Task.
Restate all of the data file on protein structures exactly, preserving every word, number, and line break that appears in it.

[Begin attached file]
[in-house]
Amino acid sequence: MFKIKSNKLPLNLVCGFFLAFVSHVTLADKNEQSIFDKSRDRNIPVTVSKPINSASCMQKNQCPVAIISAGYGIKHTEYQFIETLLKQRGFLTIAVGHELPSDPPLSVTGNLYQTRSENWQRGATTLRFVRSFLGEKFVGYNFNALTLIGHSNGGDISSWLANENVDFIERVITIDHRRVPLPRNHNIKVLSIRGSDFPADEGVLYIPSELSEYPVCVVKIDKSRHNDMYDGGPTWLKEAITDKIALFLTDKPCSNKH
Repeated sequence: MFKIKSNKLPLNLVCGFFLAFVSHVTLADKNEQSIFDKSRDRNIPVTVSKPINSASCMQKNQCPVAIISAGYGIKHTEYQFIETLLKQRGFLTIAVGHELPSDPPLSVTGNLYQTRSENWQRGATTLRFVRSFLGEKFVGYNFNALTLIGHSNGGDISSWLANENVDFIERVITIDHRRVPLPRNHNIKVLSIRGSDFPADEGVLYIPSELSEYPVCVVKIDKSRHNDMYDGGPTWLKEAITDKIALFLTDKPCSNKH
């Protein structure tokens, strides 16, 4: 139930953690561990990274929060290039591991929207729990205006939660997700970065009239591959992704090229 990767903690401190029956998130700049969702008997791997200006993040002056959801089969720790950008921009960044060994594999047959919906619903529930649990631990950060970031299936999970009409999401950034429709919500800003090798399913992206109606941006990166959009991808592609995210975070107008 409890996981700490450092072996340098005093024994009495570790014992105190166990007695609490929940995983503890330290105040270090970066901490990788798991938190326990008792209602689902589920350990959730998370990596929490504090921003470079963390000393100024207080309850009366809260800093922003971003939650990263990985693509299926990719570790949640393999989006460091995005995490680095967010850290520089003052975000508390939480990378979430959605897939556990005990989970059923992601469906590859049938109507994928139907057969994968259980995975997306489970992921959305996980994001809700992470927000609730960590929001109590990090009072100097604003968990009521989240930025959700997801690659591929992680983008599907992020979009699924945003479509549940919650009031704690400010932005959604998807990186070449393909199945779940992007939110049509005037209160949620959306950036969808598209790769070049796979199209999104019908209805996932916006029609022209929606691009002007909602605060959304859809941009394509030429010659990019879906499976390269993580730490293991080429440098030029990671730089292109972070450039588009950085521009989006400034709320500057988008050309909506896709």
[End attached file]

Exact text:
[in-house]
Amino acid sequence: MFKIKSNKLPLNLVCGFFLAFVSHVTLADKNEQSIFDKSRDRNIPVTVSKPINSASCMQKNQCPVAIISAGYGIKHTEYQFIETLLKQRGFLTIAVGHELPSDPPLSVTGNLYQTRSENWQRGATTLRFVRSFLGEKFVGYNFNALTLIGHSNGGDISSWLANENVDFIERVITIDHRRVPLPRNHNIKVLSIRGSDFPADEGVLYIPSELSEYPVCVVKIDKSRHNDMYDGGPTWLKEAITDKIALFLTDKPCSNKH
Repeated sequence: MFKIKSNKLPLNLVCGFFLAFVSHVTLADKNEQSIFDKSRDRNIPVTVSKPINSASCMQKNQCPVAIISAGYGIKHTEYQFIETLLKQRGFLTIAVGHELPSDPPLSVTGNLYQTRSENWQRGATTLRFVRSFLGEKFVGYNFNALTLIGHSNGGDISSWLANENVDFIERVITIDHRRVPLPRNHNIKVLSIRGSDFPADEGVLYIPSELSEYPVCVVKIDKSRHNDMYDGGPTWLKEAITDKIALFLTDKPCSNKH
């Protein structure tokens, strides 16, 4: 139930953690561990990274929060290039591991929207729990205006939660997700970065009239591959992704090229 990767903690401190029956998130700049969702008997791997200006993040002056959801089969720790950008921009960044060994594999047959919906619903529930649990631990950060970031299936999970009409999401950034429709919500800003090798399913992206109606941006990166959009991808592609995210975070107008 409890996981700490450092072996340098005093024994009495570790014992105190166990007695609490929940995983503890330290105040270090970066901490990788798991938190326990008792209602689902589920350990959730998370990596929490504090921003470079963390000393100024207080309850009366809260800093922003971003939650990263990985693509299926990719570790949640393999989006460091995005995490680095967010850290520089003052975000508390939480990378979430959605897939556990005990989970059923992601469906590859049938109507994928139907057969994968259980995975997306489970992921959305996980994001809700992470927000609730960590929001109590990090009072100097604003968990009521989240930025959700997801690659591929992680983008599907992020979009699924945003479509549940919650009031704690400010932005959604998807990186070449393909199945779940992007939110049509005037209160949620959306950036969808598209790769070049796979199209999104019908209805996932916006029609022209929606691009002007909602605060959304859809941009394509030429010659990019879906499976390269993580730490293991080429440098030029990671730089292109972070450039588009950085521009989006400034709320500057988008050309909506896709």